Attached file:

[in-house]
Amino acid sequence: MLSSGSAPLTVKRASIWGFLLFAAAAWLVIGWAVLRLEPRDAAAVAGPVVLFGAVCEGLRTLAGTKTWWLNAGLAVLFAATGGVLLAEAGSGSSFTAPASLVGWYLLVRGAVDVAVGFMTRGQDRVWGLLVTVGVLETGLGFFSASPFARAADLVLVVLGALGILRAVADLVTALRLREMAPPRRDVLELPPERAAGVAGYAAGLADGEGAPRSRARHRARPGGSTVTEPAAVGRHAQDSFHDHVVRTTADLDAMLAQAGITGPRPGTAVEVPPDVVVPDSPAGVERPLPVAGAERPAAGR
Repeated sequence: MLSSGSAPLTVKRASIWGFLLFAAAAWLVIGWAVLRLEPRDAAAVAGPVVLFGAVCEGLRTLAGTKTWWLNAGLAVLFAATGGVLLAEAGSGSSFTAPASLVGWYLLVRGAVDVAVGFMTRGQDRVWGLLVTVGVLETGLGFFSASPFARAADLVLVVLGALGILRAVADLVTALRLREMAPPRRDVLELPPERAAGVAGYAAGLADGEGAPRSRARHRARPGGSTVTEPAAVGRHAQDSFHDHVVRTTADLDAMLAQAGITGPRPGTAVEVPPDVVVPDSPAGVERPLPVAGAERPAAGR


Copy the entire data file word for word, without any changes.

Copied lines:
[in-house]
Amino acid sequence: MLSSGSAPLTVKRASIWGFLLFAAAAWLVIGWAVLRLEPRDAAAVAGPVVLFGAVCEGLRTLAGTKTWWLNAGLAVLFAATGGVLLAEAGSGSSFTAPASLVGWYLLVRGAVDVAVGFMTRGQDRVWGLLVTVGVLETGLGFFSASPFARAADLVLVVLGALGILRAVADLVTALRLREMAPPRRDVLELPPERAAGVAGYAAGLADGEGAPRSRARHRARPGGSTVTEPAAVGRHAQDSFHDHVVRTTADLDAMLAQAGITGPRPGTAVEVPPDVVVPDSPAGVERPLPVAGAERPAAGR
Repeated sequence: MLSSGSAPLTVKRASIWGFLLFAAAAWLVIGWAVLRLEPRDAAAVAGPVVLFGAVCEGLRTLAGTKTWWLNAGLAVLFAATGGVLLAEAGSGSSFTAPASLVGWYLLVRGAVDVAVGFMTRGQDRVWGLLVTVGVLETGLGFFSASPFARAADLVLVVLGALGILRAVADLVTALRLREMAPPRRDVLELPPERAAGVAGYAAGLADGEGAPRSRARHRARPGGSTVTEPAAVGRHAQDSFHDHVVRTTADLDAMLAQAGITGPRPGTAVEVPPDVVVPDSPAGVERPLPVAGAERPAAGR